The aura of imagination that God’s will must be done to hurt and torment is a mental will exercised over all people who come near. They mentally compel young and old to step around as they say. Thus, even if their will is set to morality, and young and old act better when they are around, it is no credit to them, for it is by will power and not by Principle that they govern.
If people do not do right because they act from Principle, their notions are mechanical. There is no life in them. If rich men do not give generously to a worthy institution till a strong will is put to manipulating their minds, their giving is chaff. It will soon be forgotten that they gave. Indeed, their subservience will become the jest of the shrewd public press.
This aura of imagination against God’s intentions keeps blessings outside its tough ether, exactly as meteoric showers are kept outside the aura of earth. It has been supposed to be a great protection to the earth. As a supposition governs the conditions and not the conditions the supposition, it had verily seemed that we needed to be protected as an earth from some terrible droppings from Perseus. Not so! The passing heavens have new ideas to drop. We will open our mind to receive them. Their openness of mind will disintegrate the atmospheres and a new heaven and a new earth will dawn upon our ecstatic vision, as it has been proclaimed that Stephen’s gaze caught them in free delight.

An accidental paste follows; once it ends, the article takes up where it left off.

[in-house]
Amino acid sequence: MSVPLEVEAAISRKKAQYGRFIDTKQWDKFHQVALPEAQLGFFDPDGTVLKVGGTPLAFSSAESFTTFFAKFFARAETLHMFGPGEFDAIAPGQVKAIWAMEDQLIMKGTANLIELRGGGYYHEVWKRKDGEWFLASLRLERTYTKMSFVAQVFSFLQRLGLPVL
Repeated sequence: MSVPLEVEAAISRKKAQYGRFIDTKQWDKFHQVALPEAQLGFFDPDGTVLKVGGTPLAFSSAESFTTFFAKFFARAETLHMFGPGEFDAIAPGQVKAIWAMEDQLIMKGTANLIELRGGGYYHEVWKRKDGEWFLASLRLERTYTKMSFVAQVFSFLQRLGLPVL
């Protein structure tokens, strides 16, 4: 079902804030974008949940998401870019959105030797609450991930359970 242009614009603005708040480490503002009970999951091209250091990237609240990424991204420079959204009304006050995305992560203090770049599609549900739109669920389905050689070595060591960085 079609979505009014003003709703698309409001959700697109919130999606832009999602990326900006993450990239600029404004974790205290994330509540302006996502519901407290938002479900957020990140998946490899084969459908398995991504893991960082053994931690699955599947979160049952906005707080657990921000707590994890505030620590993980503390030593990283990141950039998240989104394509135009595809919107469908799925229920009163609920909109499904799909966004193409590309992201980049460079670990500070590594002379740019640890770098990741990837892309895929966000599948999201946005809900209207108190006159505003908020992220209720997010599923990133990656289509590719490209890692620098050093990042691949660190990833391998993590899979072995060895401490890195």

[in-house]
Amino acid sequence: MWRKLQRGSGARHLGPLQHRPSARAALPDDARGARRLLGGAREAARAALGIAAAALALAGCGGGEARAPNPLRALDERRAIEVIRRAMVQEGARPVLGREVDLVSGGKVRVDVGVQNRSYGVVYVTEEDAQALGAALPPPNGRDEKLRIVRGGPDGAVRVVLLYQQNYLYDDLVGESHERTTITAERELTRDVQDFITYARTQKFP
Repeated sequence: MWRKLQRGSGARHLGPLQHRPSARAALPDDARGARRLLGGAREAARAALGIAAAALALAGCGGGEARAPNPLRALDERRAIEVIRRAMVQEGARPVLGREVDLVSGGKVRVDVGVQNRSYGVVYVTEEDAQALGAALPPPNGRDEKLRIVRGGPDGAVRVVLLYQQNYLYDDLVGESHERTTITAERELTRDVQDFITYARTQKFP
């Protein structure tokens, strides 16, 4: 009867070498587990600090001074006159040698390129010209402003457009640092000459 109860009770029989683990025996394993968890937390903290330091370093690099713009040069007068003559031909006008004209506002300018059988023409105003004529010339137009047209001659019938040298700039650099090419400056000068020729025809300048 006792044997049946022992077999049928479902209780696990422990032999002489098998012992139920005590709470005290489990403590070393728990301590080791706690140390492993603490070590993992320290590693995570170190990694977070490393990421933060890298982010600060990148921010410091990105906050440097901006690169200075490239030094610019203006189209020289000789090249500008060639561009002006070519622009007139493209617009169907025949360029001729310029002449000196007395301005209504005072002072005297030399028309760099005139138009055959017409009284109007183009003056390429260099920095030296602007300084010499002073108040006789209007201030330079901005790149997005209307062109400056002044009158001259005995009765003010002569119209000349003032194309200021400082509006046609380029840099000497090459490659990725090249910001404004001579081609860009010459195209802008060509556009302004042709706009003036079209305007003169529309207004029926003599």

If we imagine that falling lights from Perseus are dangerous to our earth, we proudly proclaim that our atmosphere protects us from them. So the atmosphere toughens in obedient power. If now, we boldly proclaim that there are some great advantages to be derived from a rarer atmosphere through which the feathery metals of dissolved systems may come sifting, soon we will rarify our atmosphere. Those with keen vision of coming actions tell us that soon our airs will be too rare to breathe except for those who understand managing their bodies by their minds.
If one astronomic mind has faith in his imagination strong enough to set to work to prove it, he will teach men to think less admiringly of the so called saints, and their tough wills must soon fall from our mind circles to give us a chance to think all is good, rather than part is bad and part is good. This will hasten to change the enveloping ethers.
We will take the first real practical step toward overcoming evil with good. This will open our windows to Mars.
Highly rarified minds tell us that God is truly above goodness and virtue. Dante got clear enough from former ideas to see this for a moment.
Thus, it would really come to a pass where practically we would overcome goodness with God. This would open our skies to the truths of the suns. A truly inspired metaphysician caught a moment like this of Stephen’s as here related. (Acts 7th and 8th chapters). He said: “I am convinced that man must drop his concept of evil; for each man’s good has been his God, till he has set it against his neighbor’s concept of good, which was his God, and all the wars of religion have resulted. They were simply the pitting of ideas of good against each other.”